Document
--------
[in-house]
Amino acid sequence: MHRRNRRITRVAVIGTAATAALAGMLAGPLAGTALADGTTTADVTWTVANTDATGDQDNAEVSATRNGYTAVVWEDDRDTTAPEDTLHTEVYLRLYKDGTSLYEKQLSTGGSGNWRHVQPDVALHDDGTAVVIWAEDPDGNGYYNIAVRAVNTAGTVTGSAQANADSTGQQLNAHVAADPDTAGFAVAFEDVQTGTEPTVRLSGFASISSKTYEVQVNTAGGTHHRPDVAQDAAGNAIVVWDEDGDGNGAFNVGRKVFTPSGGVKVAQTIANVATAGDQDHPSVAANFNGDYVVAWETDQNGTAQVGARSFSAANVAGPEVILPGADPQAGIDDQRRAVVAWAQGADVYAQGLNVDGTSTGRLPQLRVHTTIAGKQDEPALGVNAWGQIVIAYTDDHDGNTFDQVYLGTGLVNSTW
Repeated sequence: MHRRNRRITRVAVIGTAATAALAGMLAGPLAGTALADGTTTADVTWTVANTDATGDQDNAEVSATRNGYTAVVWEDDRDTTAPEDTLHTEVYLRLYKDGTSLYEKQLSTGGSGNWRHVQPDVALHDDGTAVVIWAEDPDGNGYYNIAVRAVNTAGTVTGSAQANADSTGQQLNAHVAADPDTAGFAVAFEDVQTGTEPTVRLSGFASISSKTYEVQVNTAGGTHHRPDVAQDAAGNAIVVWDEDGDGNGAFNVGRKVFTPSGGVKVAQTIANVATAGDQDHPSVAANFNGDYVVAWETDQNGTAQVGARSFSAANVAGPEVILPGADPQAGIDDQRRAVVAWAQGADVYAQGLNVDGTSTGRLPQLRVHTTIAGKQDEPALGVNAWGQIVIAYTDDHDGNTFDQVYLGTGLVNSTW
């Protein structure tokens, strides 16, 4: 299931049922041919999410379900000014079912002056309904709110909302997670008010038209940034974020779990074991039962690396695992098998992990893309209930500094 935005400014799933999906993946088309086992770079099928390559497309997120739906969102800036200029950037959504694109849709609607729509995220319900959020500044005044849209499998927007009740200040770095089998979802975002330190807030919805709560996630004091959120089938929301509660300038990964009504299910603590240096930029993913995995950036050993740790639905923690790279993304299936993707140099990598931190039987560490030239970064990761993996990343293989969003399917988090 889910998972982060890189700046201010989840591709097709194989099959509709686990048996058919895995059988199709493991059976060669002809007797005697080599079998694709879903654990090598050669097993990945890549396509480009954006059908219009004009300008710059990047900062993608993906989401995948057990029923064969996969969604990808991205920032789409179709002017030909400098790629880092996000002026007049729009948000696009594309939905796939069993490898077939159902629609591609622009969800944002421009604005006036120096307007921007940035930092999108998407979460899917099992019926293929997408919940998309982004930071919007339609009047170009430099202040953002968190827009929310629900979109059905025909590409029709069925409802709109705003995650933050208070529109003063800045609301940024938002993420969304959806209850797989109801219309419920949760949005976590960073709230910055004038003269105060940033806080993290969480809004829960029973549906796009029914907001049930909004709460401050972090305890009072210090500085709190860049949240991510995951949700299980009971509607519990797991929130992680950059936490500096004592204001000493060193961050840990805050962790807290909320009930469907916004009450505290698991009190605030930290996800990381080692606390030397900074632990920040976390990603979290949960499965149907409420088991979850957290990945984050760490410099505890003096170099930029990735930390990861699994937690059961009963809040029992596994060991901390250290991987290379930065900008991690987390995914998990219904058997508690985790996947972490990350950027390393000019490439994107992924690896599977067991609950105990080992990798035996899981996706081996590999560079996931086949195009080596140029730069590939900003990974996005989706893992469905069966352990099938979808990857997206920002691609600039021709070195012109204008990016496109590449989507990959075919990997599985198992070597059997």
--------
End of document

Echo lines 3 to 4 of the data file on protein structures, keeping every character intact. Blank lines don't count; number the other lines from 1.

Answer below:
Repeated sequence: MHRRNRRITRVAVIGTAATAALAGMLAGPLAGTALADGTTTADVTWTVANTDATGDQDNAEVSATRNGYTAVVWEDDRDTTAPEDTLHTEVYLRLYKDGTSLYEKQLSTGGSGNWRHVQPDVALHDDGTAVVIWAEDPDGNGYYNIAVRAVNTAGTVTGSAQANADSTGQQLNAHVAADPDTAGFAVAFEDVQTGTEPTVRLSGFASISSKTYEVQVNTAGGTHHRPDVAQDAAGNAIVVWDEDGDGNGAFNVGRKVFTPSGGVKVAQTIANVATAGDQDHPSVAANFNGDYVVAWETDQNGTAQVGARSFSAANVAGPEVILPGADPQAGIDDQRRAVVAWAQGADVYAQGLNVDGTSTGRLPQLRVHTTIAGKQDEPALGVNAWGQIVIAYTDDHDGNTFDQVYLGTGLVNSTW
């Protein structure tokens, strides 16, 4: 299931049922041919999410379900000014079912002056309904709110909302997670008010038209940034974020779990074991039962690396695992098998992990893309209930500094 935005400014799933999906993946088309086992770079099928390559497309997120739906969102800036200029950037959504694109849709609607729509995220319900959020500044005044849209499998927007009740200040770095089998979802975002330190807030919805709560996630004091959120089938929301509660300038990964009504299910603590240096930029993913995995950036050993740790639905923690790279993304299936993707140099990598931190039987560490030239970064990761993996990343293989969003399917988090 889910998972982060890189700046201010989840591709097709194989099959509709686990048996058919895995059988199709493991059976060669002809007797005697080599079998694709879903654990090598050669097993990945890549396509480009954006059908219009004009300008710059990047900062993608993906989401995948057990029923064969996969969604990808991205920032789409179709002017030909400098790629880092996000002026007049729009948000696009594309939905796939069993490898077939159902629609591609622009969800944002421009604005006036120096307007921007940035930092999108998407979460899917099992019926293929997408919940998309982004930071919007339609009047170009430099202040953002968190827009929310629900979109059905025909590409029709069925409802709109705003995650933050208070529109003063800045609301940024938002993420969304959806209850797989109801219309419920949760949005976590960073709230910055004038003269105060940033806080993290969480809004829960029973549906796009029914907001049930909004709460401050972090305890009072210090500085709190860049949240991510995951949700299980009971509607519990797991929130992680950059936490500096004592204001000493060193961050840990805050962790807290909320009930469907916004009450505290698991009190605030930290996800990381080692606390030397900074632990920040976390990603979290949960499965149907409420088991979850957290990945984050760490410099505890003096170099930029990735930390990861699994937690059961009963809040029992596994060991901390250290991987290379930065900008991690987390995914998990219904058997508690985790996947972490990350950027390393000019490439994107992924690896599977067991609950105990080992990798035996899981996706081996590999560079996931086949195009080596140029730069590939900003990974996005989706893992469905069966352990099938979808990857997206920002691609600039021709070195012109204008990016496109590449989507990959075919990997599985198992070597059997």